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09/08/2010

Jill Baker Gower – ode grinçant à la « féminité »

Classé dans : COUP DE COEUR,Gal. Facere (US),Jill BAKER GOWER (US),USA — bijoucontemporain @ 0:05

Masters of Fine Arts, Jewelry/Metals – MFA exhibition - 2006
(ASU- Arizona State University-School of Art)

au début ça commence « bien », « classique » je dirais … et puis, petit à petit, un humour grinçant s’immisce, et ça dégénère ……… et ça devient délectable ! :-)

« My work revolves around how women of today are influenced by society’s concept of “ideal beauty” as portrayed by the media.  Advertisements, commercials, stores, magazines, and television shows aim to make women believe that by using or wearing certain products they will come closer to “physical perfection”.  The jewelry and metalwork I create helps the wearer become closer to this ideal beauty, but also points to the humor in contemporary American society’s definition of perfection.  The objects I make often contain prosthetics or embellishments that can be applied to or worn on the body such as make-up or fingernails.  By turning make-up containers into wearable objects, the wearer is able to conveniently yet obsessively look in the mirror, reapply lipstick, blush, or powder numerous times in a day.  The burden of wearing such large or uncomfortable objects on one’s body parallels the onerous practice of reaching physical perfection.
 Certain people may be persuaded that in order to reach a particular status or to be accepted and considered beautiful by society, they need outrageous and at times physically painful surgeries, prosthetics, and injections.  Under select circumstances, sadly, this may be true.  Objects such as silver and gold teeth, fake eyelashes, and Botox compacts comment on these more invasive practices.  There are a multitude of contemporary advertisements for teeth veneers, eyelash enhancers, and facial injections that make people believe these prosthetics and procedures are vital life necessities.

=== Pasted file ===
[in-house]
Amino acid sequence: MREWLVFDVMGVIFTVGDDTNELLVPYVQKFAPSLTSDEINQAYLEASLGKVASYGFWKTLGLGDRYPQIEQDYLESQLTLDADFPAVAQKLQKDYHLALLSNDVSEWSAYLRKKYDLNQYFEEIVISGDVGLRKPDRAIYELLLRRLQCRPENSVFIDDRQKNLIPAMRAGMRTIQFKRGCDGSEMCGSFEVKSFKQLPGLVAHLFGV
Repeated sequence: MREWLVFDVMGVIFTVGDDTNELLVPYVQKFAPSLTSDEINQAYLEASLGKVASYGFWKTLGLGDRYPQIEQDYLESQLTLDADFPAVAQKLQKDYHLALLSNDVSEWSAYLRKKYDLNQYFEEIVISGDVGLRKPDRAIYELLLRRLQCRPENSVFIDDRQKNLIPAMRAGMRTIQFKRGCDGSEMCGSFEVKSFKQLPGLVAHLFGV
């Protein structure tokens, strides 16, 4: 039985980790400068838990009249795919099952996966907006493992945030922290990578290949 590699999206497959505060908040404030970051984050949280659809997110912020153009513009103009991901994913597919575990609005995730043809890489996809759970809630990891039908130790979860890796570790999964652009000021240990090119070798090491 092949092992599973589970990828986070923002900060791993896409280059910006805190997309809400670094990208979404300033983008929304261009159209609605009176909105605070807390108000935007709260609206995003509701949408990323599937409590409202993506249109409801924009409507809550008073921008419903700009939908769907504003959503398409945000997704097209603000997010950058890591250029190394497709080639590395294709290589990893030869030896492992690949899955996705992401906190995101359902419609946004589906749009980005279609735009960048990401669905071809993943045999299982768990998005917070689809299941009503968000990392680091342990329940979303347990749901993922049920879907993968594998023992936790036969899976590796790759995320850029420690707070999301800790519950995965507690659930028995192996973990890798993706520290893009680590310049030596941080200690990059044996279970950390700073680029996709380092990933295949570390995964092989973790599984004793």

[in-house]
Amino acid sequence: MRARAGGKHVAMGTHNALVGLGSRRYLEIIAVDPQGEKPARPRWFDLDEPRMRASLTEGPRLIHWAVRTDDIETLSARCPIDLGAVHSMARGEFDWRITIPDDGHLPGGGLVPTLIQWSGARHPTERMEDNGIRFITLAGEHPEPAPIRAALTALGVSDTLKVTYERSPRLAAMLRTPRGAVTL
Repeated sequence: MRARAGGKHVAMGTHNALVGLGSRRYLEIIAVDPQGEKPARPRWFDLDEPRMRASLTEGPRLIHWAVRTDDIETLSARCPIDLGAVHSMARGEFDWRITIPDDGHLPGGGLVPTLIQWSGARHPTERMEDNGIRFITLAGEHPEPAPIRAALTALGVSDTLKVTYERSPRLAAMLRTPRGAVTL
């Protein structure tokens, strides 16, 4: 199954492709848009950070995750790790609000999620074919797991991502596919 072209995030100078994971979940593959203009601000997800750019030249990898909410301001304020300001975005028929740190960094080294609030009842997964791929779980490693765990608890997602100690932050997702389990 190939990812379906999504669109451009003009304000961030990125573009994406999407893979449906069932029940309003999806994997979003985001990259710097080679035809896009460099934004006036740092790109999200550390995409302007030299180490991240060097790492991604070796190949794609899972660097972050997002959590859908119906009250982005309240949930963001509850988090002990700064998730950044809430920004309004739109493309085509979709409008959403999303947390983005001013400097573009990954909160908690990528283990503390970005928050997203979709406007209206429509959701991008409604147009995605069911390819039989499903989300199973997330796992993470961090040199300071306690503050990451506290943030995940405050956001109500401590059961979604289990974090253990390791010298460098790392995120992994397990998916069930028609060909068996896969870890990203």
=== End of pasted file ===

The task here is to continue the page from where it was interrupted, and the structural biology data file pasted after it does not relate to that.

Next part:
Historically and currently, just as physical beauty can show or determine a person’s social status and power, so can jewelry.  Gold, jewels, and pearls can sometimes show a person’s wealth and status.  In order to signify that the pieces are valuable and precious, I use mediums such as silver, gold, pearls, and lustrous fabrics. By the use of these materials my pieces reference historical metalwork, specifically silver toiletry and make-up items.   Although my jewelry has humorous undertones and is not always practical and functional, it maintains its beauty and value, a quality that many women deem important in life. » (Jill Baker Gower)

Jill Baker Gower - ode grinçant à la 200600764 dans Gal. Facere (US)Jill Baker Gower Lipstick Necklace, sterling silver; mirror; lipstick, 2004 (close & open)
Blush RingJill Baker Gower Blush Ring; close, sterling silver; mirror; brush; blush, 2005
Jill Baker Gower - graduate work - Blush Ring; displayed open, sterling silver; mirror; brush; blush, 2005 (open)Jill Baker Gower Blush Ring; displayed open, sterling silver; mirror; brush; blush, 2005
Jill Baker Gower- Powder Puff Ring (close & open)
Aphrodisiac Rose PomanderJill Baker GowerAphrodisiac Rose Pomander, pewter; sterling silver; feathers; rose oil, 2006